As reported by Noslova et al. (2001) and Paulsen (2002), the biological activity of fungal polysaccharides was characterized by the presence of β-glucans and the first biological test was carried out in 1969. The use of this polysaccharide in transplanted tumors caused the tumors stop growing.

Fungi of Pleurotus genus have high contents of protein, essential amino acids, unsaturated fatty acids, vitamins and minerals with high medicinal potential (Silveira et al., 2004). Studies have proven various therapeutic properties of polysaccharides synthesized by Pleurotus, as the antimicrobial (Wisbeck et al., 2002), anti-inflammatory (Smiderle et al., 2008) and antitumor activity (Driscoll et al., 2009; Furlan et al., 2009; Dalonso et al., 2010).

Given the above, this study was based on the evaluation of the survival time of mice inoculated with sarcoma 180 (S180) and treated with different doses of extracellular polysaccharides obtained from liquid cultivation of Pleurotus djamor.

MATERIALS AND METHODS

This study was carried out from July to December 2009.

Microorganism and maintenance: Pleurotus djamor UNIVILLE 001 was isolated by the Biotechnological Processes Research Group of Univille and used for the synthesis and extraction of polysaccharides. The culture was kept in Wheat-Dextrose-Agar (WDA) solid medium, under refrigeration (4°C) (Furlan et al., 1997).

Tumor and maintenance: The Sarcoma 180 (S180) tumor culture was given by courtesy of the Pharmacology Department from UNIVALI (Itajaí/SC/Brazil) and maintained through weekly intraperitoneal injections in male Swiss albino mice (Pagno et al., 2006).

Obtaining polysaccharide extracts: The extracellular polysaccharides were produced in Pleurotus djamor submerged culture in POL (Polysaccharide) medium (Cavazzoni and Adami, 1992), at 30°C with an air flow of 0.25 L min-1 and 300 min-1 stirring, in 5.0 L bioreactor with 4.0 L work volume. Two methods were used to precipitate the polysaccharides from the culture broth after fungal growth. The first one was based on the method proposed by Pokhrel and Ohga (2007), in which ethanol PA (4:1, v/v) was added to the culture broth and left for 24 h at 4°C with the formed precipitate being separated by centrifugation and lyophilized. This precipitate was denominated PE1. The second method tested was the addition of PA acetone to the culture broth at a ratio of 3:1, acetone:broth (v/v) and left for 24 h at 4°C with the formed precipitate being separated by centrifugation and lyophilized. This precipitate was denominated PE2.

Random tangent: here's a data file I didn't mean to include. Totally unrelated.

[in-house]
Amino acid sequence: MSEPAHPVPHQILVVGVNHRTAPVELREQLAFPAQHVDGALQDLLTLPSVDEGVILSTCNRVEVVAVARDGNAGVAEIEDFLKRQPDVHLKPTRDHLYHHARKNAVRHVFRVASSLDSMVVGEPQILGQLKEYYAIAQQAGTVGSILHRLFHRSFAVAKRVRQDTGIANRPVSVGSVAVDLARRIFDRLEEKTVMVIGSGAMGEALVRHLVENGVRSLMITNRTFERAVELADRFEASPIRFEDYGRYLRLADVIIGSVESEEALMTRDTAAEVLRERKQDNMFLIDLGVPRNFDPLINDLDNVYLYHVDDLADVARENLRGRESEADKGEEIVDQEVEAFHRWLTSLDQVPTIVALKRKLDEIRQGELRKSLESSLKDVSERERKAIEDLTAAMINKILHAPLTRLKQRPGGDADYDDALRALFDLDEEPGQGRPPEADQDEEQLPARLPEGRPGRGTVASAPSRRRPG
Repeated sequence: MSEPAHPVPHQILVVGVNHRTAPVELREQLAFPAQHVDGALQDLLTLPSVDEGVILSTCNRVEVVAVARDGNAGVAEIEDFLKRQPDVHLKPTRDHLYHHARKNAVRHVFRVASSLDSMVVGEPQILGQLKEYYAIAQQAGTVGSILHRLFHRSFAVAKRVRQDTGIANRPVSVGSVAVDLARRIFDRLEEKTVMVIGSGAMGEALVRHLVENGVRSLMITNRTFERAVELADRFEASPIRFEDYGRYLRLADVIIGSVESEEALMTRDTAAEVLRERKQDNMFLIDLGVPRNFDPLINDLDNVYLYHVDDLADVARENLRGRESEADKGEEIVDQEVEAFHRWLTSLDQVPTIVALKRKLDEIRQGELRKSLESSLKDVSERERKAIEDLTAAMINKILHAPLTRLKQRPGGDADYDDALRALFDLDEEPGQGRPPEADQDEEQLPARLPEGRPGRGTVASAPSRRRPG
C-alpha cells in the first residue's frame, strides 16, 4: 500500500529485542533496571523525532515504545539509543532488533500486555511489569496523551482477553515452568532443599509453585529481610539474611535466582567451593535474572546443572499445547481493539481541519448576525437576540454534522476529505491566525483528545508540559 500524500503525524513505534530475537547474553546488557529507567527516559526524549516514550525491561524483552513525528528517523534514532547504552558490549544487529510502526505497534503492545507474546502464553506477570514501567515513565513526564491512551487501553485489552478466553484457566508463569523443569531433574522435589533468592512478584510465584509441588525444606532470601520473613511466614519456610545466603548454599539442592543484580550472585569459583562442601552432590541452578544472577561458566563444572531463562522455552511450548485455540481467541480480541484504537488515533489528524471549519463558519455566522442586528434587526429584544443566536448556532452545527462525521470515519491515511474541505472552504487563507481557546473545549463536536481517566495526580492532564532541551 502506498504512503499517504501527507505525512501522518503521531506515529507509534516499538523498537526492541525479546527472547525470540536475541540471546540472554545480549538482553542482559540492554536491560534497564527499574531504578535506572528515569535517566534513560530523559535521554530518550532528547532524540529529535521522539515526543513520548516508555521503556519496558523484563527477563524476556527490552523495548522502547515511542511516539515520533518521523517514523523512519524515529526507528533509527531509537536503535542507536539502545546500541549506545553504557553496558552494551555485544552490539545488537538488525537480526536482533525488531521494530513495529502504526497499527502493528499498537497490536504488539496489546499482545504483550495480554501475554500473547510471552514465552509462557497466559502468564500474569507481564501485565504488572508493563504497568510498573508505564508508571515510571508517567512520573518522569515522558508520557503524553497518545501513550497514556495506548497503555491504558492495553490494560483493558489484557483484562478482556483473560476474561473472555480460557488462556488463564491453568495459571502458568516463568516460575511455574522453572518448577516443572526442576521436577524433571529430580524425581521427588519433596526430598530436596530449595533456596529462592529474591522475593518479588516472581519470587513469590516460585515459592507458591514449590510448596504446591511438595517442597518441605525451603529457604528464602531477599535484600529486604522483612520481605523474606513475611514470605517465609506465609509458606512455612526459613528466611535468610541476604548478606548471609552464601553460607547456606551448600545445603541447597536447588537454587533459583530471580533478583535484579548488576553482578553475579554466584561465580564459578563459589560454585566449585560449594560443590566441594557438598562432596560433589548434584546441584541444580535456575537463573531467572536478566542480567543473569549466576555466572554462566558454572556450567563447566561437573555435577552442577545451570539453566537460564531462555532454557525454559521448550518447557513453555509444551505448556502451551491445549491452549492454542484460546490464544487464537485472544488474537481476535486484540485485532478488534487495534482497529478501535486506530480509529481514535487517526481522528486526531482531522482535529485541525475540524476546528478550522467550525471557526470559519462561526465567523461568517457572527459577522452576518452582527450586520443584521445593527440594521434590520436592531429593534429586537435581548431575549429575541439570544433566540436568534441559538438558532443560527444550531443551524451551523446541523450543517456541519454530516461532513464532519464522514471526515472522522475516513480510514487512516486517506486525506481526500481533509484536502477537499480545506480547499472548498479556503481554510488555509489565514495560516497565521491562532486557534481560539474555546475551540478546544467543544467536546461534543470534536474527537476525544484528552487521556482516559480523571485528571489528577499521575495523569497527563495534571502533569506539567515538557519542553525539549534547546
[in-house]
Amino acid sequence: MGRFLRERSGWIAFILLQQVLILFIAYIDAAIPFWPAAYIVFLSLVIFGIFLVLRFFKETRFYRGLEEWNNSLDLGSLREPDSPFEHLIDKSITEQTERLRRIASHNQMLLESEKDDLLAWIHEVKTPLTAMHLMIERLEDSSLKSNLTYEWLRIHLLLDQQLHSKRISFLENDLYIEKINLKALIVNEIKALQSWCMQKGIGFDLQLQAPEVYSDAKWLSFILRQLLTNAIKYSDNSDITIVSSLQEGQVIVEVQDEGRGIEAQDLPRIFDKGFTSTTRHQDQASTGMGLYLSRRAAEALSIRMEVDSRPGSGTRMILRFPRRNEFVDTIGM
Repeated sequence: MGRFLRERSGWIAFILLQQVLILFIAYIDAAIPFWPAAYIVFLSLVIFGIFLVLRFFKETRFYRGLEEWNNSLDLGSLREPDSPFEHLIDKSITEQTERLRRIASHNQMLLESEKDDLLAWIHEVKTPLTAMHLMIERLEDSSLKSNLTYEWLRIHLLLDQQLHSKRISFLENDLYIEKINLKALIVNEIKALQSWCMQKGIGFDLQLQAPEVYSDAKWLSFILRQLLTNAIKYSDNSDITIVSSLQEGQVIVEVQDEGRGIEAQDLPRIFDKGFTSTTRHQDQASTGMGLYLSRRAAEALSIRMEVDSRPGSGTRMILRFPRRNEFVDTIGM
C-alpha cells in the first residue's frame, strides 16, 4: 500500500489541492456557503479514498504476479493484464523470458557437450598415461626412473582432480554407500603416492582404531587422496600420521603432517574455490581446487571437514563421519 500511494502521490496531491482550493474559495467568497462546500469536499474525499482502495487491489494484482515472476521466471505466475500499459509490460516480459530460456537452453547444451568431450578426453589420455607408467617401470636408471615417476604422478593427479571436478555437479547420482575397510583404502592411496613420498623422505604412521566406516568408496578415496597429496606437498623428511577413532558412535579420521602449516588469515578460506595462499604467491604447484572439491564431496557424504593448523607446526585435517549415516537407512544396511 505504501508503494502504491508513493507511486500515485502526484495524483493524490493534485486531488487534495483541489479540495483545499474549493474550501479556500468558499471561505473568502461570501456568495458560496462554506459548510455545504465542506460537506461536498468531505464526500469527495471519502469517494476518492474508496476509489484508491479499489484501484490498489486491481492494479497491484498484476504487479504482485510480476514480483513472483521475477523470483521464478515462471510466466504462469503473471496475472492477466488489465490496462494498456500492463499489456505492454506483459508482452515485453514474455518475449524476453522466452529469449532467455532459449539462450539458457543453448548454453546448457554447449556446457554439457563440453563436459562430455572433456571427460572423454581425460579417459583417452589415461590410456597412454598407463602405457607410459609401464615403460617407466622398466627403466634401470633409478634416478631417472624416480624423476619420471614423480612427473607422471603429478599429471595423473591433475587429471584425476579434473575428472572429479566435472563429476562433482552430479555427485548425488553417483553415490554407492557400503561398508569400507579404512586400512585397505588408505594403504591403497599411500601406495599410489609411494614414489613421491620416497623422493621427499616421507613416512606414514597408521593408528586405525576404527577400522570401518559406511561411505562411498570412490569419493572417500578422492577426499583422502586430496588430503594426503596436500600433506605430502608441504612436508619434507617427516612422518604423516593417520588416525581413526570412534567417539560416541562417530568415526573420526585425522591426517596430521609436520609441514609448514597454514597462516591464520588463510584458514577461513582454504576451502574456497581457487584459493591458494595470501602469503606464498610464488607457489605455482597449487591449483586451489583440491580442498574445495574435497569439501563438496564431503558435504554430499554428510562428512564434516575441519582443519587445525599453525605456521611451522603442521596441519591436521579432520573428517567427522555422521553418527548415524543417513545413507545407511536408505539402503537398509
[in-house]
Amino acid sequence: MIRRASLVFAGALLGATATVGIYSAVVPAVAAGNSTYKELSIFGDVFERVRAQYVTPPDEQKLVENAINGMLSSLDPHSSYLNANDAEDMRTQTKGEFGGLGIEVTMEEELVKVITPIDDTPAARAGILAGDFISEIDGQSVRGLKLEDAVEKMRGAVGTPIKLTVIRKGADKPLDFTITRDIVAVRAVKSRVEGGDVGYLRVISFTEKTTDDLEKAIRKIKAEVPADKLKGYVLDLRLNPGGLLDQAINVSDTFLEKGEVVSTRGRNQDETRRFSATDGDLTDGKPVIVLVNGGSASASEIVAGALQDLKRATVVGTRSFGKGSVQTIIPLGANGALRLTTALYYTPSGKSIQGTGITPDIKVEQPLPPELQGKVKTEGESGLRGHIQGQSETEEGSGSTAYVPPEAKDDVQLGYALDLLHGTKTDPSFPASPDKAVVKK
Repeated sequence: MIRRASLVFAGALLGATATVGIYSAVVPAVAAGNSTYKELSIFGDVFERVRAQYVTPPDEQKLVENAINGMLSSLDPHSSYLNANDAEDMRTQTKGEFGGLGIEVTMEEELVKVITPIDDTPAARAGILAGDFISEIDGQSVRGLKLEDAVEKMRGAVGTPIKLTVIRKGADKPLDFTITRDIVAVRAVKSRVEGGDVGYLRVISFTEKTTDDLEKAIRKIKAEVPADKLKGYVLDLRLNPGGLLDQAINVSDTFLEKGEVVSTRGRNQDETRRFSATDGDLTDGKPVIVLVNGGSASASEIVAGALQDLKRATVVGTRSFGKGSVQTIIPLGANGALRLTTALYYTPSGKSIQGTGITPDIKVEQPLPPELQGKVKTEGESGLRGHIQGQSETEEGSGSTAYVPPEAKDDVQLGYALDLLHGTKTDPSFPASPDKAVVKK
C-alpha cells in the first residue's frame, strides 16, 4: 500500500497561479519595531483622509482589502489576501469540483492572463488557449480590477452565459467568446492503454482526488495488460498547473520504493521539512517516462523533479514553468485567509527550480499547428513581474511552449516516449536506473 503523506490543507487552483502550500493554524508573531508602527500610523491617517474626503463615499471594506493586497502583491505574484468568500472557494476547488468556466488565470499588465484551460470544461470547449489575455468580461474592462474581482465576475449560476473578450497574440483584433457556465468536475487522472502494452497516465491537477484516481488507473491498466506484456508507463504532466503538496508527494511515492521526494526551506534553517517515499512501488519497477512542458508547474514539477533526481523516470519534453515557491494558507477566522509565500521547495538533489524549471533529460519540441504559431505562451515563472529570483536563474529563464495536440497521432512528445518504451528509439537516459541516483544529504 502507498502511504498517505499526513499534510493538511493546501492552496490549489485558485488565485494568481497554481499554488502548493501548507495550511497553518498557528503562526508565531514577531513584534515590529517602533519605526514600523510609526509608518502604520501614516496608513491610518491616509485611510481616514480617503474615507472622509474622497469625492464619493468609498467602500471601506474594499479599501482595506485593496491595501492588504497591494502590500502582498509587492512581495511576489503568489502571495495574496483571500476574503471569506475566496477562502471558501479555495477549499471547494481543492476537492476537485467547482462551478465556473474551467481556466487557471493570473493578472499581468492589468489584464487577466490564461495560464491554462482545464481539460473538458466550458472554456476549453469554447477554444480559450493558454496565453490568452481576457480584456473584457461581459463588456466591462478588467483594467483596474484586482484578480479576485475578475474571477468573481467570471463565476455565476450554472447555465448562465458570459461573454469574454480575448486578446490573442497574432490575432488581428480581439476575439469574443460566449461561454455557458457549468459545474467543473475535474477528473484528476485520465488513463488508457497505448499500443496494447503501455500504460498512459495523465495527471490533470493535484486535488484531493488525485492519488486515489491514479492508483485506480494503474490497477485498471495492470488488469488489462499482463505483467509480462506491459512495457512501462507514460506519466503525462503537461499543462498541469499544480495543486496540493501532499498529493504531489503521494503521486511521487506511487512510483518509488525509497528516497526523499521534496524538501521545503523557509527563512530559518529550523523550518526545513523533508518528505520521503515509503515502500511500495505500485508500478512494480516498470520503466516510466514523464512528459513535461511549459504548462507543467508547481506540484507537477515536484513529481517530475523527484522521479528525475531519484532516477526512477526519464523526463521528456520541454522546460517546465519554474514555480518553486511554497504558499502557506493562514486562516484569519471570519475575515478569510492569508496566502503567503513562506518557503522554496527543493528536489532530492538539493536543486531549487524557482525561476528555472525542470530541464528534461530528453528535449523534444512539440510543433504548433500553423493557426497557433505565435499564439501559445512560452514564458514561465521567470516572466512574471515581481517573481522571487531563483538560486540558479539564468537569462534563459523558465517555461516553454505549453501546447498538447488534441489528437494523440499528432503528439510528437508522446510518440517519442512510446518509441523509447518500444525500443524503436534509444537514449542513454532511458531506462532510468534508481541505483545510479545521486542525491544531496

Evaluation of the animal survival time: For each precipitate tested, the animals were divided into three test groups (n = 5). After tumor induction, the test groups- PET were treated with each of the following precipitate doses: 30, 100 and 300 mg kg-1. For each group tested there was a substance control group-PES (n = 5) (these animals did not receive tumor induction but were treated in the same way as the animals in the test group). One negative control group - NC (without tumor induction and without treatment) and one positive control group-PC (with tumor induction and without treatment), both with 5 animals were also tested. Tumor induction was performed subcutaneously, in the back of each mouse from the test and positive control groups in a concentration of 25x106 cell mL-1, in 0.2 mL volume. The negative control and the substance control groups received 0.2 mL PBS solution (Mizuno et al., 1999). The PE1 and PE2 precipitates were administered in animals from the test and substance control groups, intraperitoneally (i.p.), for 5 consecutive days, commencing 24 h after tumor induction (Kasai et al., 1991) in daily doses of 30, 100 and 300 mg kg-1 of body weight. PBS solution was administered in animals from the positive and negative control groups. After 30 days, the evaluation was performed obtaining a survival rate (number of animals alive in relation to number of animals treated) and the mortality rate (number of animals dead in relation to the number of animals tested) (Mizuno et al., 1999).

Statistical analysis: Data obtained were evaluated through the analysis of variance (ANOVA), using the F Test with a 5% significance level. Multiple comparisons were performed through the Tukey method to identify the significant differences between the means with a 5% significance level.